full length of man with arms raised
Photo by hermaion on Pexels.com

When Laura Tamblyn Watts’ senior mother fell and broke her arm, her mom was able to spend thousands on physiotherapy because she was covered under her teacher’s pension and the Ontario Health Insurance Plan, which funds physiotherapy for seniors in the province.

After taking a short break from her physiotherapy sessions, her mom returned to find that her recovery had seriously regressed.

“They said you're gonna need to do [physiotherapy] for the rest of their life,” says Tamblyn Watts, chief executive officer of CanAge, a national seniors advocacy organization. “My mother is lucky because she lives in Ontario. But many people in her situation in different parts of the country would have different coverage experiences.”

As a burgeoning portion of Canada’s population become seniors, it will be increasingly important for them to access physiotherapy, experts say, both to maintain their own well-being and reduce demands on an overburdened health care system. But for the physiotherapy profession to play this role, barriers to access must be addressed.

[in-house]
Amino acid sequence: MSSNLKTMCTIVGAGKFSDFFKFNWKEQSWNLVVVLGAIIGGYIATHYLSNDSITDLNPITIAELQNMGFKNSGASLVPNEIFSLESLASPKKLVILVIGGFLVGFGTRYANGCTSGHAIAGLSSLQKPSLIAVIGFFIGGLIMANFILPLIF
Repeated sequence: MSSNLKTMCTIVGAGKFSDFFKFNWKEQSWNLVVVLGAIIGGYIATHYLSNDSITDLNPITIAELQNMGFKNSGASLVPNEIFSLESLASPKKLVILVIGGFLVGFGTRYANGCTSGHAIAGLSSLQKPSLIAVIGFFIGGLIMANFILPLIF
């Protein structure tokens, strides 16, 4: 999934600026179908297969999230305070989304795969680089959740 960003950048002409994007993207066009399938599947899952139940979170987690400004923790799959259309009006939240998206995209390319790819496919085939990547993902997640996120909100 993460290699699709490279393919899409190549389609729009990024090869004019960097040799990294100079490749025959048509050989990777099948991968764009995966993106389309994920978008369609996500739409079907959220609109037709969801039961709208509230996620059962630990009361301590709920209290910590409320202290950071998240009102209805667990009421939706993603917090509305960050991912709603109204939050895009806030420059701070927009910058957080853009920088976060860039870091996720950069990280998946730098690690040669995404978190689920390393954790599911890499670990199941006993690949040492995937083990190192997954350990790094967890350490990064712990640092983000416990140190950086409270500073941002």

Register to read the full article.

Register for free for:

  • Access to ten free articles per month
  • Our weekly roundup of top stories
  • Monthly newsletters on topics of your choice

Subscribe for:

  • Unlimited article access each month
  • Crosswords and puzzles on Canadian holidays
  • Full newsletter access

Hadassah Alencar is a bilingual journalist based near Montreal. She recently completed the journalism program at Concordia University, where she worked as a teaching assistant and became editor-in-chief...